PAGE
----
Ancient Israel regarded Bethel, Gilgal, and Beersheba as a sacred shrines, but were not becoming spiritually transformed as a result of pilgrimages.
God requires a higher standard of righteous behavior from those who have consciously made a covenant with Him and are acquainted with His Law.
How can we evaluate whether our Feast is 'good' or not? God's criticism of Israel's feasts in Amos 5 teaches what God wants us to learn from His feasts.
If we go to the Feast with the goal of physically enjoying, we may lose out on both the spiritual and physical benefits. 'Going through the motions' defiles it.
Amos severely chides Israel for exalting symbolism over substance, superstitiously trusting in locations where significant historical events occurred.
Amos gives a series of dire warnings, beginning with Israel's enemies, but concluding with a blistering indictment on Israel herself for her hypocrisy.
Sometimes, we get down because we think that all our labors for God have gone unnoticed. Elijah did, and his story points out a major lesson for us all.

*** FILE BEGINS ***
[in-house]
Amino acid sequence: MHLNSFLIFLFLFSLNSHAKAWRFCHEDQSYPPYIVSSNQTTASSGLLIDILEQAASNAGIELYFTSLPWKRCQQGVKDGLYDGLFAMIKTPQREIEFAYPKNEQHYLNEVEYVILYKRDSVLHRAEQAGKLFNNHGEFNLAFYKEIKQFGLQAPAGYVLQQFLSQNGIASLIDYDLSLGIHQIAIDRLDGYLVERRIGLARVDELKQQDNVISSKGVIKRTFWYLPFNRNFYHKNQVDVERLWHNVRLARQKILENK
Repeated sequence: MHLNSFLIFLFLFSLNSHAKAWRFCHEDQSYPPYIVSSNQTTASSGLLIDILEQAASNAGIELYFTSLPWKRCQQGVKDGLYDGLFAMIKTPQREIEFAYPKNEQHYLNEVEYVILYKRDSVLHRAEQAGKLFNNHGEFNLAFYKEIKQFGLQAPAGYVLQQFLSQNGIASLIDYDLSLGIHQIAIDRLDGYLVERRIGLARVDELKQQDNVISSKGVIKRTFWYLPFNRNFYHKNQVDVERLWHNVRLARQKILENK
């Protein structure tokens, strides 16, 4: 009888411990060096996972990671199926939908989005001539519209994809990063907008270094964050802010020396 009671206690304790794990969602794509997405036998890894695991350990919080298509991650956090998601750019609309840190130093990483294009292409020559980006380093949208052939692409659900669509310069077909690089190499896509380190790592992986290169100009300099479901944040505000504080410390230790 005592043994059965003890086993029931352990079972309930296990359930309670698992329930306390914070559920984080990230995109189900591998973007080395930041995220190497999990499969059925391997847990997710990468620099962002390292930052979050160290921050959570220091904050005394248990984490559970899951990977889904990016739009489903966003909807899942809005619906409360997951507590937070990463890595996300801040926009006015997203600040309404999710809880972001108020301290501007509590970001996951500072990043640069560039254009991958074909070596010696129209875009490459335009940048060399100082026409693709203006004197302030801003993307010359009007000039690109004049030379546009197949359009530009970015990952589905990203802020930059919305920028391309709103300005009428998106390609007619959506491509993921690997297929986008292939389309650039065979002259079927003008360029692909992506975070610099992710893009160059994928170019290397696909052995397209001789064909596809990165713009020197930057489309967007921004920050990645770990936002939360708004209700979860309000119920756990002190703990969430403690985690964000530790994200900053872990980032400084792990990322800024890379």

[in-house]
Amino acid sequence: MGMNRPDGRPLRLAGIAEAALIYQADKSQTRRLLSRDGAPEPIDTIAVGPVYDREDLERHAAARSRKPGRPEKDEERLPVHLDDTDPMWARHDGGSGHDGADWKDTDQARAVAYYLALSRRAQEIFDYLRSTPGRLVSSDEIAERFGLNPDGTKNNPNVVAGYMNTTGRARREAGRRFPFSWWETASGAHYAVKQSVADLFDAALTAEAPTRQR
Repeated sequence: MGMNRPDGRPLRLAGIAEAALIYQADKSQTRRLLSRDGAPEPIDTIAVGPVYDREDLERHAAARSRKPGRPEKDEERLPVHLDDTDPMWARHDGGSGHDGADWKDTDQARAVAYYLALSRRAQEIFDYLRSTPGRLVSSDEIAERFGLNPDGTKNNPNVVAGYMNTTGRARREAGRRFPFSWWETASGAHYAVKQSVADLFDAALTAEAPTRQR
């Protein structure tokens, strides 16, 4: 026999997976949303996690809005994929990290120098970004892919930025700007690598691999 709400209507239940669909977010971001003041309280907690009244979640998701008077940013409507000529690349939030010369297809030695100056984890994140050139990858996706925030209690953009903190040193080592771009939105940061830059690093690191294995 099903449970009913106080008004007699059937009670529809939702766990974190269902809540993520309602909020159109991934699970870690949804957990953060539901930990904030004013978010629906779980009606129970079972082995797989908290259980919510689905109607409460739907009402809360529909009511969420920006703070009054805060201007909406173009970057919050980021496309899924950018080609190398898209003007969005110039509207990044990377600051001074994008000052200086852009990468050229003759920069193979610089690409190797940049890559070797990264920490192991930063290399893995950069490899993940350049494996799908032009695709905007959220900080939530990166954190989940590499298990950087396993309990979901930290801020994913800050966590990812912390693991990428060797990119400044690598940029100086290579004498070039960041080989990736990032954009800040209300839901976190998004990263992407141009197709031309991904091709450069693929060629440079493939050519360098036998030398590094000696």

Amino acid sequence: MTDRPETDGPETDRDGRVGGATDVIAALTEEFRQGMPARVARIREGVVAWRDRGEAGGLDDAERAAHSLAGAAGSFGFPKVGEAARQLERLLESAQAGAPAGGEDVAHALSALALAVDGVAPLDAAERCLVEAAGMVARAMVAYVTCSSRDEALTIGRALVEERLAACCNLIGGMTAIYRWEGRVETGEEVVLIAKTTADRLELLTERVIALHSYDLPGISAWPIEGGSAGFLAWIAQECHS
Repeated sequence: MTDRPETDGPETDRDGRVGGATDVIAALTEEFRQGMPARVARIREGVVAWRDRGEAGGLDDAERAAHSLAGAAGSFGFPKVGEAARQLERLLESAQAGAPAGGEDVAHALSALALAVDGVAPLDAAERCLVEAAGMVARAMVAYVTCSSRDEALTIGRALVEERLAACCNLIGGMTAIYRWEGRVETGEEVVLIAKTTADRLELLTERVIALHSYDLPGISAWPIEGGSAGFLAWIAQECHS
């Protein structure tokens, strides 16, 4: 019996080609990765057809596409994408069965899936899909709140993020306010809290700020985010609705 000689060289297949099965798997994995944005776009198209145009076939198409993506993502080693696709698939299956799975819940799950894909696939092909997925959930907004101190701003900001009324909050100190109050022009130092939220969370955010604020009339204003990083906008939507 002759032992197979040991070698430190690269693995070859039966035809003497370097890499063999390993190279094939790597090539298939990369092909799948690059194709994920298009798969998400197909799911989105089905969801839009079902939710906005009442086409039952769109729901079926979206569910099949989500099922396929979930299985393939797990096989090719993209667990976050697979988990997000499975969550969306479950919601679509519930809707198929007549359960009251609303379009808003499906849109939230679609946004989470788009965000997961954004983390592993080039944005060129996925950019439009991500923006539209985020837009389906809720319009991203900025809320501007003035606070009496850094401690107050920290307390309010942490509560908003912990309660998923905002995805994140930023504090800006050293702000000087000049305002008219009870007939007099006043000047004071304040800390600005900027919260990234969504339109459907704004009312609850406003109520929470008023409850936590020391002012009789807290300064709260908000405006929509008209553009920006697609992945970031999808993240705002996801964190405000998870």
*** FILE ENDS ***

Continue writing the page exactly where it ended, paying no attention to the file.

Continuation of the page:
Ancient Israel had at the core of its religion an obsession to please the self at the expense of justice and the best interests of the disadvantaged.
The book of Amos is an astounding prophecy, closely paralleling the conditions in the Western world today. Amos reveals how unrighteousness undermines society.
The people to whom Amos writes have the mistaken assumption that because they have made the covenant with God, they can bask in a kind of divine favoritism.
Even though Jacob's offspring have had a special relationship with God, their carnal nature led them to test God's patience, growing more corrupt than even Sodom.
Modern Israel is repeating the same sins as ancient Israel. God's metaphors of the promiscuous wife, stubborn heifer, and rebellious child all apply to America.
Israel had every opportunity that the Gentiles did not have. God gave the Israelites gifts to live a better way, but they completely failed to reflect Him.